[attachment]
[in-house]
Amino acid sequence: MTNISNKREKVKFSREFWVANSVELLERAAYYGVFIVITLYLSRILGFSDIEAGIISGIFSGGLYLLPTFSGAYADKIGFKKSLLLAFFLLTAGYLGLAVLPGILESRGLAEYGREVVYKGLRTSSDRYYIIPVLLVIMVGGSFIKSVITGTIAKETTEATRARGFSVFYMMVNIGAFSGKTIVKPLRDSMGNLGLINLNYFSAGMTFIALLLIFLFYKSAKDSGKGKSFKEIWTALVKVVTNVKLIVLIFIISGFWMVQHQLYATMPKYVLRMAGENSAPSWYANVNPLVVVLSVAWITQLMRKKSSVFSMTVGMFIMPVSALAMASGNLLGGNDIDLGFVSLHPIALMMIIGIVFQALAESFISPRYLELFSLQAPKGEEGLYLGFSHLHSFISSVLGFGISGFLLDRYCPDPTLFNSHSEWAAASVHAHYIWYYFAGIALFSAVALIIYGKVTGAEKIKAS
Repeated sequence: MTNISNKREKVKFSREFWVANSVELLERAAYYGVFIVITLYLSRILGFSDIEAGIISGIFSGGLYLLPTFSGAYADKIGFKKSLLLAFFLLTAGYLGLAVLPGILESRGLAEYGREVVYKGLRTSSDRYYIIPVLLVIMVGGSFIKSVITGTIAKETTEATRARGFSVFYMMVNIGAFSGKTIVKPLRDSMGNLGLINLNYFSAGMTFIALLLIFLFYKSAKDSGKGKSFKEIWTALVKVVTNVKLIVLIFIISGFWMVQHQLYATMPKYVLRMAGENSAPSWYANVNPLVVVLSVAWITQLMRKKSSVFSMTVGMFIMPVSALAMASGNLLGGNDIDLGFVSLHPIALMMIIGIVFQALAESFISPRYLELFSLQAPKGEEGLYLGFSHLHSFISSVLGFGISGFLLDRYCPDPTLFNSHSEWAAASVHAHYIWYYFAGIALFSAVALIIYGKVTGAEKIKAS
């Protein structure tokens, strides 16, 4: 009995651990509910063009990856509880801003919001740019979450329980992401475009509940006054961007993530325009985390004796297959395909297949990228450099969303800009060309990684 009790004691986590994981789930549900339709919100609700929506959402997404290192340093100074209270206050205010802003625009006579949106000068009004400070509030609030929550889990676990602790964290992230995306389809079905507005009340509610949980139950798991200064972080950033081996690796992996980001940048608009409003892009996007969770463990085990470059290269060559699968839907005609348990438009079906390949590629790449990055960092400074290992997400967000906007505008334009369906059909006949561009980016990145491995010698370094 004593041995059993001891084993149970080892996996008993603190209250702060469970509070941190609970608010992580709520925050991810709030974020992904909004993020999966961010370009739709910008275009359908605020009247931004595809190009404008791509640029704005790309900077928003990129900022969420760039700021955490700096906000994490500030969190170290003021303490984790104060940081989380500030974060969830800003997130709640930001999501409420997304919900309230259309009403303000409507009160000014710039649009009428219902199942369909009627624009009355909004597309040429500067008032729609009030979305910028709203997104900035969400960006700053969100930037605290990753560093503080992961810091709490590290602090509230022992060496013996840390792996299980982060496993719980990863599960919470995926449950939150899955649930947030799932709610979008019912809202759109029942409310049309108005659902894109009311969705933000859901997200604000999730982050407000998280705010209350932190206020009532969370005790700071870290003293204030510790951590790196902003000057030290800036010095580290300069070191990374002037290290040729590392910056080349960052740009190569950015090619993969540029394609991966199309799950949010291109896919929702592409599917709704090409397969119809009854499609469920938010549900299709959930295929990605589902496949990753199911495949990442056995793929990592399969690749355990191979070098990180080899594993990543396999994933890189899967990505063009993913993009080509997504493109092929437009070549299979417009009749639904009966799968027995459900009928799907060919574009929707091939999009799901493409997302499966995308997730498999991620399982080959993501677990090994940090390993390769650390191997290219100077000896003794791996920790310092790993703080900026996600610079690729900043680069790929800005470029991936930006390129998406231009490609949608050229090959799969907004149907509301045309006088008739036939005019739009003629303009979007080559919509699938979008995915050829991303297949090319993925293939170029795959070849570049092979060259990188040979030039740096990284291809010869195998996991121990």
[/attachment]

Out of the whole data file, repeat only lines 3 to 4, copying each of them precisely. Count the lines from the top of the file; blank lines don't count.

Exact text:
Repeated sequence: MTNISNKREKVKFSREFWVANSVELLERAAYYGVFIVITLYLSRILGFSDIEAGIISGIFSGGLYLLPTFSGAYADKIGFKKSLLLAFFLLTAGYLGLAVLPGILESRGLAEYGREVVYKGLRTSSDRYYIIPVLLVIMVGGSFIKSVITGTIAKETTEATRARGFSVFYMMVNIGAFSGKTIVKPLRDSMGNLGLINLNYFSAGMTFIALLLIFLFYKSAKDSGKGKSFKEIWTALVKVVTNVKLIVLIFIISGFWMVQHQLYATMPKYVLRMAGENSAPSWYANVNPLVVVLSVAWITQLMRKKSSVFSMTVGMFIMPVSALAMASGNLLGGNDIDLGFVSLHPIALMMIIGIVFQALAESFISPRYLELFSLQAPKGEEGLYLGFSHLHSFISSVLGFGISGFLLDRYCPDPTLFNSHSEWAAASVHAHYIWYYFAGIALFSAVALIIYGKVTGAEKIKAS
């Protein structure tokens, strides 16, 4: 009995651990509910063009990856509880801003919001740019979450329980992401475009509940006054961007993530325009985390004796297959395909297949990228450099969303800009060309990684 009790004691986590994981789930549900339709919100609700929506959402997404290192340093100074209270206050205010802003625009006579949106000068009004400070509030609030929550889990676990602790964290992230995306389809079905507005009340509610949980139950798991200064972080950033081996690796992996980001940048608009409003892009996007969770463990085990470059290269060559699968839907005609348990438009079906390949590629790449990055960092400074290992997400967000906007505008334009369906059909006949561009980016990145491995010698370094 004593041995059993001891084993149970080892996996008993603190209250702060469970509070941190609970608010992580709520925050991810709030974020992904909004993020999966961010370009739709910008275009359908605020009247931004595809190009404008791509640029704005790309900077928003990129900022969420760039700021955490700096906000994490500030969190170290003021303490984790104060940081989380500030974060969830800003997130709640930001999501409420997304919900309230259309009403303000409507009160000014710039649009009428219902199942369909009627624009009355909004597309040429500067008032729609009030979305910028709203997104900035969400960006700053969100930037605290990753560093503080992961810091709490590290602090509230022992060496013996840390792996299980982060496993719980990863599960919470995926449950939150899955649930947030799932709610979008019912809202759109029942409310049309108005659902894109009311969705933000859901997200604000999730982050407000998280705010209350932190206020009532969370005790700071870290003293204030510790951590790196902003000057030290800036010095580290300069070191990374002037290290040729590392910056080349960052740009190569950015090619993969540029394609991966199309799950949010291109896919929702592409599917709704090409397969119809009854499609469920938010549900299709959930295929990605589902496949990753199911495949990442056995793929990592399969690749355990191979070098990180080899594993990543396999994933890189899967990505063009993913993009080509997504493109092929437009070549299979417009009749639904009966799968027995459900009928799907060919574009929707091939999009799901493409997302499966995308997730498999991620399982080959993501677990090994940090390993390769650390191997290219100077000896003794791996920790310092790993703080900026996600610079690729900043680069790929800005470029991936930006390129998406231009490609949608050229090959799969907004149907509301045309006088008739036939005019739009003629303009979007080559919509699938979008995915050829991303297949090319993925293939170029795959070849570049092979060259990188040979030039740096990284291809010869195998996991121990």